A Mathematician’s Proposal

January 11, 2009

A Carnegie Perspectives repost Michael C. Burke (College of San Mateo; Visiting Scholar, Carnegie Foundation) In Mathematics and Democracy, Lynn Arthur Steen describes quantitative literacy as “a habit of mind, an approach to problems that employs and enhances both statistics and mathematics.” What characterizes this habit of mind, this way of thinking? Why is it […]

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The Case for Common Examinations

November 14, 2008

A Carnegie Perspectives repost Lloyd Bond, Senior Scholar, Carnegie Foundation for the Advancement of Teaching The notion that all students who take the same course at a given college should take common examinations has been around for a long time. But programs that regularly employ common examinations are still rare, primarily because they require a […]

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Common Exams as Prompts for Improvement

November 14, 2008

Glendale Community College’s mathematics program, in 2000, instituted a common final examination for all sections of pre-collegiate algebra. The department produces tabularized information after each examination in order to show, among other things, the dropout rate and mean GPA for each class, as well as the performance of each class (properly coded to ensure anonymity) […]

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Student Interviews on the Effectiveness of a Method

November 13, 2008

Students approach the math textbook as little more than an (extremely expensive) problem set, expecting to get all of the information they need to prepare for tests simply by attending lecture. A typical college math course requires a great deal of homework, and students are expected to spend many hours outside of class studying. When […]

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Student Interviews, Uncategorized, Video evidence | Comments (0)

Common Exam as Inquiry

November 13, 2008

While one would think that mathematics would be less susceptible to the problem of coordination and grade variability (it is, afte all, more “objective” than reading and composition), that turns out not to be the case. Math teachers also vary in how they teach and how they grade, creating similar concerns about whether all their […]

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Faculty Inquiry Groups

October 14, 2008

Yu-Chung Chang (Pasadena), “No Longer Lost in Translation: How Yu-Chung Helps Her Students Understand (and Love) Word Problems” Yu-Chung says: I started a faculty Inquiry Group (FIG) to investigate why so many math faculty find Intermediate Algebra onerous to teach. The FIG discovered that… 1. Word problems are hard: Students avoid doing them and teachers […]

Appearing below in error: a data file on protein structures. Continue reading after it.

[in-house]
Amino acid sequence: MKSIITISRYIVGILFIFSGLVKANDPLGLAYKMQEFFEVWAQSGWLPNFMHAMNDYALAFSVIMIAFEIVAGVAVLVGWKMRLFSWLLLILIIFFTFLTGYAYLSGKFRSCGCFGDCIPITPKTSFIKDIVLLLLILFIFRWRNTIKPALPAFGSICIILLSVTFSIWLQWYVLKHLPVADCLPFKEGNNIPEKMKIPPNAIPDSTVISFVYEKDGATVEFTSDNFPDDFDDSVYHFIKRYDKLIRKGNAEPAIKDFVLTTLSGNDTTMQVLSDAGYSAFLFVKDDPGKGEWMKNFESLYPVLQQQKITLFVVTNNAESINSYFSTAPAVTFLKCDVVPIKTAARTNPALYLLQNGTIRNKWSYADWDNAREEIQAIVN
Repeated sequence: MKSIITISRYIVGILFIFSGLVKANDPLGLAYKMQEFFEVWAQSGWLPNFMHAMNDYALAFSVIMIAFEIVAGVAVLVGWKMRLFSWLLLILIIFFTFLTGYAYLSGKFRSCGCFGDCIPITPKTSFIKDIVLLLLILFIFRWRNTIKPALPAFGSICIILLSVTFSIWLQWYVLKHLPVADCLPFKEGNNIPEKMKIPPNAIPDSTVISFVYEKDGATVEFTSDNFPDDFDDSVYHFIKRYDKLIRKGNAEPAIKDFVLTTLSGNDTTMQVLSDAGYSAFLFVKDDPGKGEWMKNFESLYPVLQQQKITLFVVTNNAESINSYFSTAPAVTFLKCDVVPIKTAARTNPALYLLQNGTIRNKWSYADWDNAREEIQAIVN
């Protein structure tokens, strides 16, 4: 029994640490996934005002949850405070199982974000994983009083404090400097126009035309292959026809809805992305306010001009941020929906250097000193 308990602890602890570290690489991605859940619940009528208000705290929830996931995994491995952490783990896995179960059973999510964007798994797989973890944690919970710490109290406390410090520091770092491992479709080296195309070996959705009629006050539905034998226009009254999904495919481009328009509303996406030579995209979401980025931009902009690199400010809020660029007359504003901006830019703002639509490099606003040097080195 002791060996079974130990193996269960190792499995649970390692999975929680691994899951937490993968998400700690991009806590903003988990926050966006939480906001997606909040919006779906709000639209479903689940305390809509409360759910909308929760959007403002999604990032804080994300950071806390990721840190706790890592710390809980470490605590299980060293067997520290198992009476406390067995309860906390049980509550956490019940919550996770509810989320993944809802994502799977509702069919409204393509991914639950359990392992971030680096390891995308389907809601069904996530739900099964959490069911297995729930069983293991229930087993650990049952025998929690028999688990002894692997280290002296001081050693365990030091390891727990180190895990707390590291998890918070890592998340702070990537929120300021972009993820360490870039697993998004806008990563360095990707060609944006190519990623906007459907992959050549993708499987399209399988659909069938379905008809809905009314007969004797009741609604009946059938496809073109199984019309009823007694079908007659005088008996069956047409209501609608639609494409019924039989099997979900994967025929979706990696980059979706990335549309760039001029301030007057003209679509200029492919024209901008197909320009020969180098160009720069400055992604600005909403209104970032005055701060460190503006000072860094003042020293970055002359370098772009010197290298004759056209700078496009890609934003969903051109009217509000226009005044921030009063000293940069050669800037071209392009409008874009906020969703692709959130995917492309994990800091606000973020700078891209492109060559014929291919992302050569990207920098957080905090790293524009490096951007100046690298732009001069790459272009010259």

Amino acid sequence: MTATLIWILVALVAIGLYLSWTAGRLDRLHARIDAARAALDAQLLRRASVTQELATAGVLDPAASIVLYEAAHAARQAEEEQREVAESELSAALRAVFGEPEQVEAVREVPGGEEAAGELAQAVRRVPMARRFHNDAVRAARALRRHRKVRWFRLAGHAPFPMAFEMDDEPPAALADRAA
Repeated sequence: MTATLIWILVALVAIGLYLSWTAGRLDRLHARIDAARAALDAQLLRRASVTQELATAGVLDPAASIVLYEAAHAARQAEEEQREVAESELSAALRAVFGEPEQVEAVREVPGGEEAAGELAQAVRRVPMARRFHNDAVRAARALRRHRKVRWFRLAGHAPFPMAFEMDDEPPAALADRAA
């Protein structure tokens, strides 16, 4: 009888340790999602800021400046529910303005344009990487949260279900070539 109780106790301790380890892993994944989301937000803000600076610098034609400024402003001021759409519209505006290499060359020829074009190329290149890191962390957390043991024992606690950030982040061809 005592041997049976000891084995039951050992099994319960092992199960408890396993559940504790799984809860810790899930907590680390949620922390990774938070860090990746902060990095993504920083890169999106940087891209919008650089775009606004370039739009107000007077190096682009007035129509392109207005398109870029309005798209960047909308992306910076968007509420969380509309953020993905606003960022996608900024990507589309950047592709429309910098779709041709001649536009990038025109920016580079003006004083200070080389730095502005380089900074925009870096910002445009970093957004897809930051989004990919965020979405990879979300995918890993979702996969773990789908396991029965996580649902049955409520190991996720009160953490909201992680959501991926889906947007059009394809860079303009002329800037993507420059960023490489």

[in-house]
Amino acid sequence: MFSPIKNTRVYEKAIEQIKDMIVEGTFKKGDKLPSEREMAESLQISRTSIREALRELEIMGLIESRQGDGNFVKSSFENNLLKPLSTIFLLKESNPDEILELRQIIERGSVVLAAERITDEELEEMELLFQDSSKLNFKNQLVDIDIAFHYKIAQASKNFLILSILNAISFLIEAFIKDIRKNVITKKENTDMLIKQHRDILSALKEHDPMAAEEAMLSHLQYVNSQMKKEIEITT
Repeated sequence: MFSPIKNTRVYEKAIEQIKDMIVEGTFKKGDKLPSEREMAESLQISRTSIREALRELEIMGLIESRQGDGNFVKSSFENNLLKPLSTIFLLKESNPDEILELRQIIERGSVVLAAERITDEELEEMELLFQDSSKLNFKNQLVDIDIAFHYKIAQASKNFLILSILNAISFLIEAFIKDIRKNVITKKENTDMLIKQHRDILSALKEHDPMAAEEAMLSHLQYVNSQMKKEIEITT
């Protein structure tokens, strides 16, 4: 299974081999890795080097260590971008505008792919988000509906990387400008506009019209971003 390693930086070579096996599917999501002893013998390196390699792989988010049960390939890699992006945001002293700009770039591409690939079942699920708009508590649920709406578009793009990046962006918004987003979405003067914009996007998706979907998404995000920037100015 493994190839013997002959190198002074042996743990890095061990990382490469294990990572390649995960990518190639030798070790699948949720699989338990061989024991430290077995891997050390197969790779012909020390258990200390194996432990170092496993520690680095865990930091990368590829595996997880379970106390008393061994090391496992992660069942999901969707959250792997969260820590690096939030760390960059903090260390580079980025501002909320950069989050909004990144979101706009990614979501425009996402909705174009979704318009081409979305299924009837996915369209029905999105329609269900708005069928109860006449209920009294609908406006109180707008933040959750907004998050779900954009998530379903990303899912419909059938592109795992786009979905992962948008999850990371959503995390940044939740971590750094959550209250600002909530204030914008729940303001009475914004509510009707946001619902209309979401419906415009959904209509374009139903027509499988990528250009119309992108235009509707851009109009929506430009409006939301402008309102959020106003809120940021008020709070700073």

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Student Outlines: From Question to Evidence

October 14, 2008

From Windows on Learning: Laura Graff, Dustin Culhan, and Felix Marhuenda-Donate, “Outlining Mathematics: Transforming Student Groaning into Student Learning” I have always thought a large problem in math and science education is reading. Students are never taught how to read technical textbooks. I knew that somewhere along the way I had mastered this skill, but […]

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Students Presentations as a Source of Evidence

October 14, 2008

Pat Wagener (Los Medanos): “Can Problem Solving Become a Habit of Mind” Pat Wagener says: Throughout the semester, my students were expected to present their solution of an application problem to the class. They were directed to make their knowledge visible so anyone who viewed their solution would clearly understand their thinking. One principle benefit […]

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Example: Looking at a Think Aloud

August 20, 2008

Jose thinks aloud: Click here to view this video of a student working through a math problem Pasadena City College. Think alouds are ways of getting a transparent glimpse of what students are thinking when they are trying to learn. Think-alouds prompt students to verbalize their thoughts as they solve a problem, case study, or […]

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Making Sense of Evidence

August 20, 2008

Once you have gathered evidence and data, it is sometimes a challenge to make sense of what you are seeing. Often, student learning evidence can add to complexity or confusion by giving you too much data; or it can be difficult to interpret in part because the reasons for student confusion might be opaque or […]

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Teaching Problem Solving, Think Alouds, Video evidence | Comments (0)